Thousands of vulnerable pupils placed in substandard schools

Children commissioner's findings suggest official guidance is being widely flouted

Hélène Mulholland

children in care

Thousands of children in care are being placed in poorly-rated schools, against official guidance, a report by the children’s commissioner for England has found.

Local authorities are expected to prioritise schools judged by Ofsted to be "good" or "outstanding" when seeking a place for looked-after children.

"Unless there are exceptional evidence-based reasons, looked-after children should never be placed in a school judged by Ofsted to be ‘inadequate,” government guidance notes.  

But a probe has found that nearly 7,000 looked-after children are in schools judged as "inadequate" or "requires improvement". Around 1,600 of these – equating to 4 per cent of all looked-after pupils – are in "inadequate" schools.

This means looked-after children are slightly more likely to be at an "inadequate" school than all pupils on average (3 per cent).

Children in care placed in schools judged as "inadequate" or "requires improvement" are twice as likely to experience a school move than their counterparts in "outstanding" schools, the report finds.

Those in schools with worse Ofsted ratings were also more likely to go to another school with a similarly poor rating.

Children in care in good schools, by contrast, are less likely to move, and when they do it is usually to another school judged to be good.

The figures were outlined in the children’s commissioner’s second annual Stability Index, which tracks the experiences of children in care with a view to holding councils to account.

In her report, the commissioner Anne Longfield said children in care should be placed "in good or outstanding schools only".

She added: "We will be writing to local authorities where a low proportion of children in care are in these schools, seeking both an explanation and a commitment from the local authority to secure better school places for its children in care.”

The figures chime with separate research published this week by the fostering and adoption charity, TACT, which found that almost half of looked-after children are being denied their lawful right to their first choice school.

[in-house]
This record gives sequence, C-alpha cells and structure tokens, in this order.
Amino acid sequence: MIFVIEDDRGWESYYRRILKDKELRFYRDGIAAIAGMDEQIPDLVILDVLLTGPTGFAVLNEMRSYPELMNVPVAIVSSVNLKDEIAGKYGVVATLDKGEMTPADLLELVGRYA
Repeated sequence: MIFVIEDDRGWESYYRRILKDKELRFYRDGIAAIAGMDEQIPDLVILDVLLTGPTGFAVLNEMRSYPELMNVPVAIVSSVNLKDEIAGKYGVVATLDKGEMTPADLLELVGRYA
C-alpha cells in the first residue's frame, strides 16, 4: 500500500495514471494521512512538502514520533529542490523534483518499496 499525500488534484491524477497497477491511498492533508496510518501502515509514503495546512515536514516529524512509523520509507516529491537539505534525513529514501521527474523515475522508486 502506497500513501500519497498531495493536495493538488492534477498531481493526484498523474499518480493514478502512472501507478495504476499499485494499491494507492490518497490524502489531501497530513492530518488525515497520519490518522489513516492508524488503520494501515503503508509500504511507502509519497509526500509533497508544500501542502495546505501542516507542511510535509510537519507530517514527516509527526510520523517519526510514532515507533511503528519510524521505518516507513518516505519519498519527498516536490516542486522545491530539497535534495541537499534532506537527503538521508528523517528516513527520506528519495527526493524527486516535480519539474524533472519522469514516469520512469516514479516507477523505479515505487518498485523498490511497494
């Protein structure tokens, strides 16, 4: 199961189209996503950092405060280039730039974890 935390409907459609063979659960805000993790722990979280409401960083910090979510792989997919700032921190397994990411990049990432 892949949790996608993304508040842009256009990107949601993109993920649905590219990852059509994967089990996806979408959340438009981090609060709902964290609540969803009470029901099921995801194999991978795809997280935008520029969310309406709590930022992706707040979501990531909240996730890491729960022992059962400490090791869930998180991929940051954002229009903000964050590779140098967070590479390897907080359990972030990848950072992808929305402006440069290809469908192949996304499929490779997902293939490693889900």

The Stability Index 2018 highlights the instability experienced by a “significant minority” of children in care as a result of disruptions to their lives, with many changing homes, schools or social worker too often. Around 2,400 saw a change to all three within one year, the report noted. 

Other findings include:

  • Around 4,300 children in care moved school in the middle of the year, with their new school 24 miles away on average
  • Around 400 children who moved school ended up missing a whole term as a result.
  • The total number of looked after children in school is 40,765. Looking at data across two years, more than 3,000 children had to move home at least four times.
  • The proportion of children experiencing multiple placement moves ranges from 3 per cent to 19 per cent across local authorities, and the proportion experiencing a mid-year move ranges from 20 to 24 per cent.

The report also noted that thousands of children in care “do not appear to be enrolled at school at both the start and end of the academic year”, for reasons that are unclear.

Ms Longfield said "pinball kids" – children bounced around the care system – just want to be settled and to get on with normal life.

She said: "I am worried that the system has given up on the hundreds of children bouncing around from one poor school to another.

"I want all local authorities to make reducing instability a priority and to measure it. I would also like to see Ofsted assessing the stability of children in care as part of their inspections and for the Department for Education to start asking for data on this in their annual returns from local authorities.

Richard Watts, chair of the Local Government Association’s Children and Young People Board, said last year saw the biggest annual increase of children in care since 2010, at a time of “unprecedented cuts” to town hall budgets.

He said that children should have the “best possible” placement or school place to meet their needs and “more can be done”.

He added: “While 91 per cent of council-maintained schools are 'good' or 'outstanding', no council wants to see any child placed in a poor school. This is why councils should be allowed to step in and improve struggling schools that are outside of local authority control.

"Across the country, hundreds of schools, often in disadvantaged areas, are already being turned around thanks to the intervention of councils to deliver and maintain strong leadership, outstanding classroom teaching and appoint effective support staff and governors."

Register to continue reading for free

It only takes a moment and you'll get access to more news, plus courses, jobs and teaching resources tailored to you

Hélène Mulholland

Latest stories

New headteachers - here are 9 things you need to know

Headteacher wellbeing and sources of 'streth'

Former headteacher Chris McDermott set out to find out the true causes of leader stress and support – and in doing so coined a whole new term, as he explains here
Chris McDermott 2 Dec 2021
Transdisciplinary learning: how to embed it in your school

Why you need a transdisciplinary curriculum

At the Aspirations Academies, six hours a week are dedicated to applied transdisciplinary learning - but how does it work? And should you apply something similar at your school?
Steve Kenning 2 Dec 2021
Expert governors can now come and help schools and trusts

Why schools and trusts can now hire 'expert governors'

Providing access to expert governors for struggling settings - or those willing to pay £500 a day for their insights - could have a huge benefit across education, claims the National Governance Association
Emily Attwood 2 Dec 2021